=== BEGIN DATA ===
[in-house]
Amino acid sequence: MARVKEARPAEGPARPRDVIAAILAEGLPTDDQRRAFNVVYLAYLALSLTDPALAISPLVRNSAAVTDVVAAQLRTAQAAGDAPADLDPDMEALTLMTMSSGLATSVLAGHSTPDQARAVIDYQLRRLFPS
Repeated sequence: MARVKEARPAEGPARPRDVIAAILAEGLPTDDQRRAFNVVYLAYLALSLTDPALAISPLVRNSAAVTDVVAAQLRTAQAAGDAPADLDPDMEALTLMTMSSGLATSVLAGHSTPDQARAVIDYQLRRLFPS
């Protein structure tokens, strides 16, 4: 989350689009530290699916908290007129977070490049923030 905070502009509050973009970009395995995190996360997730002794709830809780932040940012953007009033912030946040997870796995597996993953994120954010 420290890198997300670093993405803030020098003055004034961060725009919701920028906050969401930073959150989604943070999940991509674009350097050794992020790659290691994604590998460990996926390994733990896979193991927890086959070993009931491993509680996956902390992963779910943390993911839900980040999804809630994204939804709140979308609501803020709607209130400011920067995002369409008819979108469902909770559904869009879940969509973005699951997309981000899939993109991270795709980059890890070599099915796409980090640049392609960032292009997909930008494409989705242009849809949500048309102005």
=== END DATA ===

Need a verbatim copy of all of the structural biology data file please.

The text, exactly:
[in-house]
Amino acid sequence: MARVKEARPAEGPARPRDVIAAILAEGLPTDDQRRAFNVVYLAYLALSLTDPALAISPLVRNSAAVTDVVAAQLRTAQAAGDAPADLDPDMEALTLMTMSSGLATSVLAGHSTPDQARAVIDYQLRRLFPS
Repeated sequence: MARVKEARPAEGPARPRDVIAAILAEGLPTDDQRRAFNVVYLAYLALSLTDPALAISPLVRNSAAVTDVVAAQLRTAQAAGDAPADLDPDMEALTLMTMSSGLATSVLAGHSTPDQARAVIDYQLRRLFPS
């Protein structure tokens, strides 16, 4: 989350689009530290699916908290007129977070490049923030 905070502009509050973009970009395995995190996360997730002794709830809780932040940012953007009033912030946040997870796995597996993953994120954010 420290890198997300670093993405803030020098003055004034961060725009919701920028906050969401930073959150989604943070999940991509674009350097050794992020790659290691994604590998460990996926390994733990896979193991927890086959070993009931491993509680996956902390992963779910943390993911839900980040999804809630994204939804709140979308609501803020709607209130400011920067995002369409008819979108469902909770559904869009879940969509973005699951997309981000899939993109991270795709980059890890070599099915796409980090640049392609960032292009997909930008494409989705242009849809949500048309102005």